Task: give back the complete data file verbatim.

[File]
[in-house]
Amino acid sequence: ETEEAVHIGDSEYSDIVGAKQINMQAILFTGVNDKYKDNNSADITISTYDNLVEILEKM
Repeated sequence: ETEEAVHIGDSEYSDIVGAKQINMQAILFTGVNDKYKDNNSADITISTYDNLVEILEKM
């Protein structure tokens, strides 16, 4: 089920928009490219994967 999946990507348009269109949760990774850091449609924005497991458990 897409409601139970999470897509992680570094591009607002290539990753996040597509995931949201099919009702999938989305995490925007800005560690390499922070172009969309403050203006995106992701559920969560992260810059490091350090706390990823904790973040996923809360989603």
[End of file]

[in-house]
Amino acid sequence: ETEEAVHIGDSEYSDIVGAKQINMQAILFTGVNDKYKDNNSADITISTYDNLVEILEKM
Repeated sequence: ETEEAVHIGDSEYSDIVGAKQINMQAILFTGVNDKYKDNNSADITISTYDNLVEILEKM
């Protein structure tokens, strides 16, 4: 089920928009490219994967 999946990507348009269109949760990774850091449609924005497991458990 897409409601139970999470897509992680570094591009607002290539990753996040597509995931949201099919009702999938989305995490925007800005560690390499922070172009969309403050203006995106992701559920969560992260810059490091350090706390990823904790973040996923809360989603």